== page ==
The Red Arrows dropped in during a family picnic at Milford a few years ago. It was a birthday party for my mother-in-law and we said we’d arranged the fly-past in her honour.
They came from nowhere, roaring in like rolling thunder, low enough to touch and vanishing in seconds, leaving everyone blinking and breathless, with just a trail of red, white and blue vapour to show we hadn’t been dreaming.
The picnic coincided with RAF Stafford’s open day, five miles down the road at Beaconside, but nobody had told the guest-of-honour and for a second or two she thought those jets really might have been just for her.
When they reappeared half an hour or so later on their way home, she was all but convinced.
We held those picnics every year. It became a tradition, a chance for brother and sisters and their spouses to catch up and boast about how well we were all doing and for the cousins to check out what had been happening on the boyfriend front since Christmas.
In the early days the kids entertained themselves, rough and tumbling on the hillside above the common and getting lost in the bracken. Later we did the parent thing, refereeing ball games and demonstrating how not to fly kites. Before we knew it they were bored teenagers complaining that high-heels were no good for rounders. Arms tightly folded, eyebrows raised, tutting barely audibly, they let us know, just in case we hadn’t guessed, that this sort of thing wasn’t for them any more.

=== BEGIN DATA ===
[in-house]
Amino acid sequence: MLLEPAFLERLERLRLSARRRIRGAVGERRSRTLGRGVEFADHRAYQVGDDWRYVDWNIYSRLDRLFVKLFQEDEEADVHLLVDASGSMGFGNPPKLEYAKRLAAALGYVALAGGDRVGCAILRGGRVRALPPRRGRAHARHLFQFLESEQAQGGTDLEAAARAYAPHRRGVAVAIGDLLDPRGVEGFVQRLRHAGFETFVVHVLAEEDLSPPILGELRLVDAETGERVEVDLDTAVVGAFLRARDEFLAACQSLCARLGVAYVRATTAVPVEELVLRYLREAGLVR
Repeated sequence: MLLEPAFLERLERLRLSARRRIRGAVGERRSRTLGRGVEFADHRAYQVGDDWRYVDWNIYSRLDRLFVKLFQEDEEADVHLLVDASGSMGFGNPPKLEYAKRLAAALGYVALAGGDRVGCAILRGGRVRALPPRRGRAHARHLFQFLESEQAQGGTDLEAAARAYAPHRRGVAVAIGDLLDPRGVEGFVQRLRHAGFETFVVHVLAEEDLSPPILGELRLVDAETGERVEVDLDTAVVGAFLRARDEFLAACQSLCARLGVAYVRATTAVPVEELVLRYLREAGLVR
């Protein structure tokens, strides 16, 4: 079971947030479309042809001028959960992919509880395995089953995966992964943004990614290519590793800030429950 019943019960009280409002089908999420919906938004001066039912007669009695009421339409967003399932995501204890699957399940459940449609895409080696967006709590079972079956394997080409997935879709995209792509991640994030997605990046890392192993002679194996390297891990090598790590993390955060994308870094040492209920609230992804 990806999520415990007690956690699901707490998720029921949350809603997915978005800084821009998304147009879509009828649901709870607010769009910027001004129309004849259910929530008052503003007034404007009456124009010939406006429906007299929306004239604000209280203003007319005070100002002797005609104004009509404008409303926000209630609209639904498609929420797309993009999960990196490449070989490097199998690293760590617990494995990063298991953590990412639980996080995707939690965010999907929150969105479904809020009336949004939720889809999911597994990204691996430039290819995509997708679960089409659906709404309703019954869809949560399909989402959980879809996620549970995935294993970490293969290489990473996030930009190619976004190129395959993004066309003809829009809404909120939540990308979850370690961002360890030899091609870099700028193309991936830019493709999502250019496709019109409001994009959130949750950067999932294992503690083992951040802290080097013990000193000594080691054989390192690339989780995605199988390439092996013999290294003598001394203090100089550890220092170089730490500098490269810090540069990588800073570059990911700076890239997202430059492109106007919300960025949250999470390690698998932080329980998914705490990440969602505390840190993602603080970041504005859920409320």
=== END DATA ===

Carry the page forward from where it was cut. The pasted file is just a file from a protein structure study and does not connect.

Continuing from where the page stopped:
So the picnics stopped and get-togethers became less frequent.
We still met up, of course, but in smaller family chunks and then there we all were one day at a funeral and suddenly there was no longer any excuse for a birthday picnic.
Earlier this year someone suggested we should try again, so a couple of weekends ago we all met at Milford under the same old Scots pine.
The weather was perfect, the food plentiful and the wine flowed. We sat in folding chairs and watched our kids doing the parent thing while the babies rough and tumbled and lost themselves in the bracken. The older ones played ball games and tried not to get annoyed by our dog.
Then, Sam, Adidas-cool and the third oldest of the new generation, gave a shout from 30 yards down the path he was exploring on a solo safari.
“There’s a snake!”
We flew down the path, the kids to get a good look, the grown-ups to make sure they didn’t get too close.
And there it was: a young adder, brown and beautiful, graceful and pugnacious, and ready to take on the whole lot of us.
“It’s Britain’s only poisonous snake,” some know-all whispered.
Sam was elated and his dad took some video as the adder slowly subsided out of strike mode and slithered off. We watched the diamonds on its back disappear into the heather.
The Red Arrows didn’t show, but that was probably just as well. That snake would have stolen their thunder.